“Ransom,” in the International Encyclopedia of Ethics, ed. Hugh LaFollette, Wiley (forthcoming)

The topic of ransoms raises a wide array of ethical questions. The first set concerns the permissibility of taking hostages to exact a ransom. Could it ever be morally acceptable to kidnap someone in order to secure a ransom from the person’s government or associates? There is a tacit consensus that the answer is no, but the truth of this position is not obvious; many presumptively wrongful acts, from killing to torture, can potentially be rendered permissible if certain moral conditions are met. Why not the same with kidnap-for-ransom?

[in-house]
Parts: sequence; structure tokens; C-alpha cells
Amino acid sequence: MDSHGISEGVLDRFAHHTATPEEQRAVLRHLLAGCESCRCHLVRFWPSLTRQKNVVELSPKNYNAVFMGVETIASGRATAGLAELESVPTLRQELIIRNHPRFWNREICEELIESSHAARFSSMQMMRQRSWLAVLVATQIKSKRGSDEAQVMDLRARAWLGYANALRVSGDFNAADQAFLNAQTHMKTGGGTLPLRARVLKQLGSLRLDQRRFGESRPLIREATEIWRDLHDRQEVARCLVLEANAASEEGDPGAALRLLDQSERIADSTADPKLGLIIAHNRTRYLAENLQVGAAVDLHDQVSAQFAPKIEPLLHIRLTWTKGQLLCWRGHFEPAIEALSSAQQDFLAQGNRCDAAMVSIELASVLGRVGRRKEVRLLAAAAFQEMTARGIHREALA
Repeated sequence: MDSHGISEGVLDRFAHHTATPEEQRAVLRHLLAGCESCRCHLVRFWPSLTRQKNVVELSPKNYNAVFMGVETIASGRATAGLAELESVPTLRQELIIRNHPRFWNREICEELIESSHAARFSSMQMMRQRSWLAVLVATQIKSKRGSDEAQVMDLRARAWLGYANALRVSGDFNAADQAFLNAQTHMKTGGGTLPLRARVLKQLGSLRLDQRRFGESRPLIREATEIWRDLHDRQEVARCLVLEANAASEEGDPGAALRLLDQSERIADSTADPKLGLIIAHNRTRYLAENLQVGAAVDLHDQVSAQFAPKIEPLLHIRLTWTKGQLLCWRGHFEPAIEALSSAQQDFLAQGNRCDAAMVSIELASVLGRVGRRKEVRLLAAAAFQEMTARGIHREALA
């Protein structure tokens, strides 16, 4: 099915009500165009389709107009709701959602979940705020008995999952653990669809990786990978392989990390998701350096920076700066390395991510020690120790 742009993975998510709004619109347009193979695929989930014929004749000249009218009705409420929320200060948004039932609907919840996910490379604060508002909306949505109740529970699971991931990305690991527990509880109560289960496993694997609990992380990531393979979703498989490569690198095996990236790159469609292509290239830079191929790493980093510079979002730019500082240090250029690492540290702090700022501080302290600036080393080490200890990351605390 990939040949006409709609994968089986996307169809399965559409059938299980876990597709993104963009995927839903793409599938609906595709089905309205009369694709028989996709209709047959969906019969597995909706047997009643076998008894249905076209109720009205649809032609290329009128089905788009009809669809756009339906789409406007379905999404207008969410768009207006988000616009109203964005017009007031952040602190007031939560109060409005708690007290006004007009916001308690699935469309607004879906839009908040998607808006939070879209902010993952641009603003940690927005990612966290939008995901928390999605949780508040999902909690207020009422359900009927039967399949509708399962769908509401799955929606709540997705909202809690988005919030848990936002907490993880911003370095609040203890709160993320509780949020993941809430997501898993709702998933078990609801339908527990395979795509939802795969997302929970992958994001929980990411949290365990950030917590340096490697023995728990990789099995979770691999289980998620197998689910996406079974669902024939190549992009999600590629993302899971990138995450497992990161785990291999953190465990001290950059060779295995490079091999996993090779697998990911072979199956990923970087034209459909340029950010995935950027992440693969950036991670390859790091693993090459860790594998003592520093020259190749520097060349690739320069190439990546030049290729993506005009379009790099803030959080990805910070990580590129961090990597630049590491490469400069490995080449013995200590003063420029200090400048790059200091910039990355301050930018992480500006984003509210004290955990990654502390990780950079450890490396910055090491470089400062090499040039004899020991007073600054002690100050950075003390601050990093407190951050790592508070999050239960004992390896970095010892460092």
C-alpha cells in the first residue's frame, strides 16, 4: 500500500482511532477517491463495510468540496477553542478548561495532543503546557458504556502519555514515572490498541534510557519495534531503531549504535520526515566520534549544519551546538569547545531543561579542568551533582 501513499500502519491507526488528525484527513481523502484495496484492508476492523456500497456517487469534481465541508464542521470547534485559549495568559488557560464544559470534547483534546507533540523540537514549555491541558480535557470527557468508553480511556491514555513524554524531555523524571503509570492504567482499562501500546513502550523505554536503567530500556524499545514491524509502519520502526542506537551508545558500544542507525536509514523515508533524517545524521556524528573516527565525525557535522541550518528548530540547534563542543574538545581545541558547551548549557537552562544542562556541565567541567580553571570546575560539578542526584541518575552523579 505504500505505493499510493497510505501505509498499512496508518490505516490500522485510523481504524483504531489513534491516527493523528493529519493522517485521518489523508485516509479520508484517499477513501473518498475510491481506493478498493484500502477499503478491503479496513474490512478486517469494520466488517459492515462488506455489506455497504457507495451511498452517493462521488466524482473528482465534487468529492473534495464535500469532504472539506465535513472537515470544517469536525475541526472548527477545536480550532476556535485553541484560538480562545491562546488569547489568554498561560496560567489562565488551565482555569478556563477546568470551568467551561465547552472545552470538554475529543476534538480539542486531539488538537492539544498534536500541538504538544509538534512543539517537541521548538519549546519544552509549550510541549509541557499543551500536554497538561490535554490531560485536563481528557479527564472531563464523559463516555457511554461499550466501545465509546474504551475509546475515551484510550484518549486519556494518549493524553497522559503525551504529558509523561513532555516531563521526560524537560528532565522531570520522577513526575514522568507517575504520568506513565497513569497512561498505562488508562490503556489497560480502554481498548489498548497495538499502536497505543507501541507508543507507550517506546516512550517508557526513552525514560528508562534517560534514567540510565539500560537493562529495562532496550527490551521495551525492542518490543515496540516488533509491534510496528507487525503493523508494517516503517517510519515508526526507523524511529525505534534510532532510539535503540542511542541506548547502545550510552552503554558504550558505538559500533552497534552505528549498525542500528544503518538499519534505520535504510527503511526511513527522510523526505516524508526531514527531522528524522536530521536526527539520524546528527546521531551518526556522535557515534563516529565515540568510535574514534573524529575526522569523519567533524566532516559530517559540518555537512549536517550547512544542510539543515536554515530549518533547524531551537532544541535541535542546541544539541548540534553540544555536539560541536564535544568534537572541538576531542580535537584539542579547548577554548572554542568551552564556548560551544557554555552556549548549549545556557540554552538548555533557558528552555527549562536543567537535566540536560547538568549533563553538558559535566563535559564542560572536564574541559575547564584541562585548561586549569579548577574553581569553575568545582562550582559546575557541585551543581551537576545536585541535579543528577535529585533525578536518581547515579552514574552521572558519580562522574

The next set of questions concerns not the permissibility of kidnap-for-ransom, but rather the ethical principles that govern various modes of response to it. Is it ethically permissible, required, or forbidden to pay a ransom? While a public debate has raged on this question and its various dimensions, it has largely been absent from the philosophical literature. Yet the position one should adopt on this debate depends upon a variety of underlying questions in political and moral philosophy.

This encyclopedia entry begins by assessing the ethics of exacting ransoms, and proceeds to assess the ethics of paying ransoms. I will post the link upon publication.